(and other cool homemade stuff...)
On the rare occasions I've got nothing better to do, I like building large and/or
unusual digital clocks. Please note that I cannot provide detailed schematics, PCB
layouts etc. for these designs - they are intended to give ideas or inspiration to other
potential clock-builders, but feel free to email with any specific queries. See also the Nixie Clock page.
Huge countdown clock display built for iPhone launch at three UK O2 stores - more pics here
Custom nixie display built for countdown
equences in the UK TV production How not to get on Big Brother (Endemol). April 2002 (To be shown on Channel 4,
Mon 20th May 22:00)
This uses ten 74HC595 shift /latch registers and 80 MMBTA42 driver
transistors, as it was done in a hurry and I had to use components which could be obtained
and assembled quickly - with more notice I'd probably have used a couple of the Supertex shiftreg/HV driver chips to
minimise component count
Huge nixie clock using Burroughs B7971 alphanumeric tubes (2000)
The PCB forms the top of the case, with glued acrylic frame and bottom ABS cover. NE-2 bulb inside plastic tube used as flashing hour/minute seperator.
Details showing tube sockets formed from 'D'
connector socket contacts, with rings cut from PVC pipe, glued to PCB as surrounds.
Probably the smallest nixie clock in the world (well it was at the time - Jeff Thomas's nixie watch just beats it).... (2000).
After getting hold of some tiny nixie tubes, I decided it would be fun to build a nixie car-clock....
Overall size is 80 x 25 x 45mm, case made from glued ABS sheet.
is mostly surface-mount, on three stacked PCBs.
Rear of front PCB, showing HV driver
Rear power supply board, containing 5V
regulator for PIC, and switchmode converter to generate 200V
supply for the nixies. Time-setting buttons on right.
Clock built with some
old light-guide filament displays, based on a modified
version of my nixie clock PCB.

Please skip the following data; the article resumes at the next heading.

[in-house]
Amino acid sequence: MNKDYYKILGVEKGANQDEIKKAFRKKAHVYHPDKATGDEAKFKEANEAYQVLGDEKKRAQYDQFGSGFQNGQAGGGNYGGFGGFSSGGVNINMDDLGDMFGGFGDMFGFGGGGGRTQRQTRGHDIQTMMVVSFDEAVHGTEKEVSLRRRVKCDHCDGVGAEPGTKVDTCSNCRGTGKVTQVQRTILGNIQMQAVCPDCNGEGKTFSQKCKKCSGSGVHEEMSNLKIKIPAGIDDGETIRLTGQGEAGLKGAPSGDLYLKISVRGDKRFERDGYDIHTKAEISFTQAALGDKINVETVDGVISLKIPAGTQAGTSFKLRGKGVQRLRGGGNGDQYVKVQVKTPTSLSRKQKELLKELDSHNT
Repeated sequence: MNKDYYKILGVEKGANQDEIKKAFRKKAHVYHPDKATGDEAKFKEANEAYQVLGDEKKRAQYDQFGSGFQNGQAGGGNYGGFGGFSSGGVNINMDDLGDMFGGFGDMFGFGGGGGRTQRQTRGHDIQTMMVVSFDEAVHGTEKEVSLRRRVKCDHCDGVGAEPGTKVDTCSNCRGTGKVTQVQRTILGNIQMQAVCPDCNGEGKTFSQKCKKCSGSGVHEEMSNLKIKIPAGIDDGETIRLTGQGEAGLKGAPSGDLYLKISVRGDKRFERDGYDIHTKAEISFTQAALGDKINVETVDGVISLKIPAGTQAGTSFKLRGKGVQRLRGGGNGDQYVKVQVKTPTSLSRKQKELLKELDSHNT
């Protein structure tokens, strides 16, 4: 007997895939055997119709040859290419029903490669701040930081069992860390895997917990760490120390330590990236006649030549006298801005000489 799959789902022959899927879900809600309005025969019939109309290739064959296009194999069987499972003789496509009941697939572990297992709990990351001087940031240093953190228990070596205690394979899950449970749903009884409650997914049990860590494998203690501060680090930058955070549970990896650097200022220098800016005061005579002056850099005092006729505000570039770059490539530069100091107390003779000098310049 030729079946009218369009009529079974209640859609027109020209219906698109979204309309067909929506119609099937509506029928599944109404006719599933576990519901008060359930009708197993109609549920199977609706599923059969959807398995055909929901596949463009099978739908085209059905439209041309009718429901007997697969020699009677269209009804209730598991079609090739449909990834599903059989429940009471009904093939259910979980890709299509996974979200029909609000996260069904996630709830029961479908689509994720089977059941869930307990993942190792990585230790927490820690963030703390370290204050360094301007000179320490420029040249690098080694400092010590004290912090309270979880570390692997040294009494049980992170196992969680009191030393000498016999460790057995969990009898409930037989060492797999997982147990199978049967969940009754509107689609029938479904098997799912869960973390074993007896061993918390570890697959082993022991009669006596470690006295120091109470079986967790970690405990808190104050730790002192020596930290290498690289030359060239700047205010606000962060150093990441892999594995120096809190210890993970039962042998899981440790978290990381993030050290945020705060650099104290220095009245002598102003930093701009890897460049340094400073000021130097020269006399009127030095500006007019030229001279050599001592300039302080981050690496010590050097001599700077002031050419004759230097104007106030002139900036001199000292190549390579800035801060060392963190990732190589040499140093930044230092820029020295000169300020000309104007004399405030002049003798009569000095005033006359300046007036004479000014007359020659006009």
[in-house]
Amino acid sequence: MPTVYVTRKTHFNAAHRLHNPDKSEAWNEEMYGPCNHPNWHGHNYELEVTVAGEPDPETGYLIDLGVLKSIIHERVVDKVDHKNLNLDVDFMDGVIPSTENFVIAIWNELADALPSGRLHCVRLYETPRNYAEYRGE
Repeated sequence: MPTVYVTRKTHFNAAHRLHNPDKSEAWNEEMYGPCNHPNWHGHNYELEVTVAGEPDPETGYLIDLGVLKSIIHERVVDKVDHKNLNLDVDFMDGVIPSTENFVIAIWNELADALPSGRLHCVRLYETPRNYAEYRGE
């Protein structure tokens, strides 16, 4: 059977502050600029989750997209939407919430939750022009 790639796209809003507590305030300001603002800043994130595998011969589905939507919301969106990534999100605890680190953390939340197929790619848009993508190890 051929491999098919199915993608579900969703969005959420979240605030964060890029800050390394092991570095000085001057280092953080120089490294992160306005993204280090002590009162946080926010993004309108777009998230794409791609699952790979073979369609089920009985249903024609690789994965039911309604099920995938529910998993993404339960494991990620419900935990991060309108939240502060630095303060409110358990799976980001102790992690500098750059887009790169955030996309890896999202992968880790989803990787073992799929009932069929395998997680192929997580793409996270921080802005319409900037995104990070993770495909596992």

Large clock using Electroluminescent (EL) display, 4.5" high digits (2000). This
display is made up from EL strips (originally intended for display backlights in pagers),
which give a very nice uniform cool blue-green glow, unlike any LED. They are only about
1.5mm thick, and the whole clock case, made from glued acrylic sheet, is only an inch
thick. The EL strips require a high-voltage (200V) AC drive - this supply comes from a
standard Pacel EL inverter module. The Inverter chosen is significantly over-rated (it's
designed to drive A4 Sheet size panels), to avoid the display brightness varying too much
when different numbers of segments are lit. The high-voltage inverter output is switched
to the segments using MOC3020 type triac optoisolators, driven by a PIC processor.
Small dot-matrix clock (~1994). Uses eight 5x7 matrix displays to
form a 10 x 28 dot matrix, of which only 8 x 28 are used. Controlled by PIC processor,
with HC595 shift-registers as column drivers. Display is proportionally-spaced, and
self-centres depending on the width of displayed digits. The hour/minute seperator is a
bar which gives an hourglass-type effect, gradually 'filling up' throughout each minute
and 'emptying' when the minute rolls over.
Second Large clock (1991). Uses 4" high LED displays - the biggest available at the time. Colon is two HP half-inch square bar modules. Driven by a standard 5387-type clock chip, with external ULN2003 drivers. Slim handmade case - consisting of a glued outer frame in 6mm black acrylic, with rear panel glued on, and front window screwed into tapped holes in frame. Single large 16 x 5.5" PCB (etched with the aid of driptray from Mum's refrigerator!), with components surface-mounted on rear. Powered by external mains transformer. To avoid the need for unsightly switches, time-setting is done by bringing a magnet near one of two reed-switches.